How Much Does Therapy Cost?

Besides their area of focus, therapists may also differ in their therapeutic approach. Common psychotherapy approaches include:

  • Cognitive behavioral therapy
  • Dialectical behavior therapy
  • Expressive arts therapy
  • Narrative therapy
  • Gottman Method couples counseling
  • Mindfulness-based cognitive therapy
  • Interpersonal therapy

Some therapists provide mental health services in-office, on the internet, or both. How much does therapy cost when receiving in-office sessions versus online sessions? The difference in price may be drastic. In most cases, online therapy is much more affordable than in-office therapy. If the cost of care is restricting your ability to get treatment, you may benefit from trying online therapy rather than traditional in-office therapy.

Therapists may work on a panel of mental health providers that accepts insurance. If your therapist accepts insurance, the cost of your therapy sessions may be reduced to a copayment or deductible payment. Please check with your insurance provider to find out about your mental health coverage before you begin therapy. Other therapists choose not to accept insurance and instead offer their counseling services for a fee.

Regional Differences

The cost of therapy may change depending on where you live. In the state of California, for example, a typical therapy session may cost between $65 and $250. If you live in New York, working with a therapist may be more expensive. It is not uncommon for therapy sessions in New York City to cost $300 each.

The cost of treatment also depends on the demand for mental health services in your community. Areas with high population densities, such as major cities, tend to have higher demand and higher costs. How much does therapy cost in your area? The best ways to find out involve calling the mental health centers in your community, speaking with your doctor, or using the internet to search for licensed therapists in your location.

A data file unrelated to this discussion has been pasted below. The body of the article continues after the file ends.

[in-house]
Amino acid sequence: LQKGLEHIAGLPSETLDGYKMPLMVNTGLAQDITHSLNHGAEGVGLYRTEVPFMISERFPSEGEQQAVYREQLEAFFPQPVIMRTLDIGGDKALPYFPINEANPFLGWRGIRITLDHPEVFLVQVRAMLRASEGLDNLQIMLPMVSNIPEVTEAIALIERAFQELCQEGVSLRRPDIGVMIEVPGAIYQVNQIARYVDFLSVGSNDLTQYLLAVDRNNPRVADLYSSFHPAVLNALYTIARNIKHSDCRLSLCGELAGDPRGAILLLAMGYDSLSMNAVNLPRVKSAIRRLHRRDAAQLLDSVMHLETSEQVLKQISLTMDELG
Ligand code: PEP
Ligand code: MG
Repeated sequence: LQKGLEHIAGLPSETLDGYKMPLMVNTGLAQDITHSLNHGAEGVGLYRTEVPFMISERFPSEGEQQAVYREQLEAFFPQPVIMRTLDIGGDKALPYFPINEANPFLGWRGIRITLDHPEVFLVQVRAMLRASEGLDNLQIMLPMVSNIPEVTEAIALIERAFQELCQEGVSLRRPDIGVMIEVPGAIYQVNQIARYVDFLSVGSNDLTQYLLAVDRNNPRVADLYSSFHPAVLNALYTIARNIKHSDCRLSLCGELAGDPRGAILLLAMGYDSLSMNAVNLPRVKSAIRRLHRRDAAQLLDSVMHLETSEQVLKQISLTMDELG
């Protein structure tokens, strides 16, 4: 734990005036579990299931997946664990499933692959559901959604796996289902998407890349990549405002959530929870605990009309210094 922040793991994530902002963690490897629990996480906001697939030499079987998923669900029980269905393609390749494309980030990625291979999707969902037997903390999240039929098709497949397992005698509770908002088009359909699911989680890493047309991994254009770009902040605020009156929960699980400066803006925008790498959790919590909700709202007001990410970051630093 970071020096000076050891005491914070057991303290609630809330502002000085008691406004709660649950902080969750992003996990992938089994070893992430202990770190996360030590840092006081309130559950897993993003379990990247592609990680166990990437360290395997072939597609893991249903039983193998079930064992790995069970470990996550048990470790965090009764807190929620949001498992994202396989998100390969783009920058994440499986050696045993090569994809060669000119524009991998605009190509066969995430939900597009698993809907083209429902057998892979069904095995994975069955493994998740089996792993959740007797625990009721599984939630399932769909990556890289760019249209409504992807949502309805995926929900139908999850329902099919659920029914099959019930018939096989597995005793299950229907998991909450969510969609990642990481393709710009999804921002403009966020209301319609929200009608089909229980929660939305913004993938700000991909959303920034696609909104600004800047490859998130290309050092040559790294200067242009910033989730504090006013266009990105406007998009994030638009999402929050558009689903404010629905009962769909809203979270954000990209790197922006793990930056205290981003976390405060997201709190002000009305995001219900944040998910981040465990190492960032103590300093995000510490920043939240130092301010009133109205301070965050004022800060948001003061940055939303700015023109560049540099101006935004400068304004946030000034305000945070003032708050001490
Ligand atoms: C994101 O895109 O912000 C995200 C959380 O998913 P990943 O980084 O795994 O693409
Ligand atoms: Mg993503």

Specialties and Experience

The expertise and experience of your therapist may impact how much you pay for therapy. As in other fields, mental health professionals who have an excellent reputation, years of experience, and specialized skills that are in high demand are likely to charge higher fees. If you are eager to reduce your mental health costs, it may be helpful to search for licensed therapists who are new to the mental health industry or new to your community. Therapists who are still building their professional profile may offer excellent services at a much lower cost.

Insurance Coverage

Your health insurance is arguably the most important determinant of how much your therapy will cost. If you do not have health insurance, you will likely have to cover the entire cost of therapy out of pocket. You may also face challenges when trying to access mental health care even if you have health insurance. This is because some insurance plans do not provide comprehensive coverage for talk therapy and many practicing therapists do not take insurance.

Of all medical and health care providers, licensed therapists are the least likely to accept health insurance. While 89% of other health care professionals (such as dermatologists, cardiologists, and podiatrists) take insurance, only 55% of psychiatrists accept it. A number of therapists choose not to take insurance because of the challenges of working with insurance companies.

Some insurance companies cover most of the cost of treatment if you work with a therapist within their network. If you are unable to find a suitable therapist within your insurance network, you may have to seek treatment from a mental health provider who is outside your insurance network. If you have “out-of-network benefits” your insurance company may pay a large percentage of your treatment costs.

Insurance Requires a Diagnosis